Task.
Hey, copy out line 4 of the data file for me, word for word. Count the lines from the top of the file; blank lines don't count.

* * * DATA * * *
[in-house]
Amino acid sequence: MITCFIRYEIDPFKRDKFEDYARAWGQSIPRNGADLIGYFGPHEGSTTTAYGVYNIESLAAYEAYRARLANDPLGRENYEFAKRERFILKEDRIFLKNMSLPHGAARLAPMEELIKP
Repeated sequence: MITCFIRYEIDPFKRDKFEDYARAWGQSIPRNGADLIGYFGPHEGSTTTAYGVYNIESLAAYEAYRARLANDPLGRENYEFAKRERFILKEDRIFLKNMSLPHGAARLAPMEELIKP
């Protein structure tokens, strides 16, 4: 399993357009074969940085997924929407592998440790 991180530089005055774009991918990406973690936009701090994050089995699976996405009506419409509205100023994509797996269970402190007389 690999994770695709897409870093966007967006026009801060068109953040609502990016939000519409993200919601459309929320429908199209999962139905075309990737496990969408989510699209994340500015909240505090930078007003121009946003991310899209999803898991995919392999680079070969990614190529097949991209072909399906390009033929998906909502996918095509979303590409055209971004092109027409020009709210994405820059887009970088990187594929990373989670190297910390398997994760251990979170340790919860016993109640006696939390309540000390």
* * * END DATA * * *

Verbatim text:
């Protein structure tokens, strides 16, 4: 399993357009074969940085997924929407592998440790 991180530089005055774009991918990406973690936009701090994050089995699976996405009506419409509205100023994509797996269970402190007389 690999994770695709897409870093966007967006026009801060068109953040609502990016939000519409993200919601459309929320429908199209999962139905075309990737496990969408989510699209994340500015909240505090930078007003121009946003991310899209999803898991995919392999680079070969990614190529097949991209072909399906390009033929998906909502996918095509979303590409055209971004092109027409020009709210994405820059887009970088990187594929990373989670190297910390398997994760251990979170340790919860016993109640006696939390309540000390």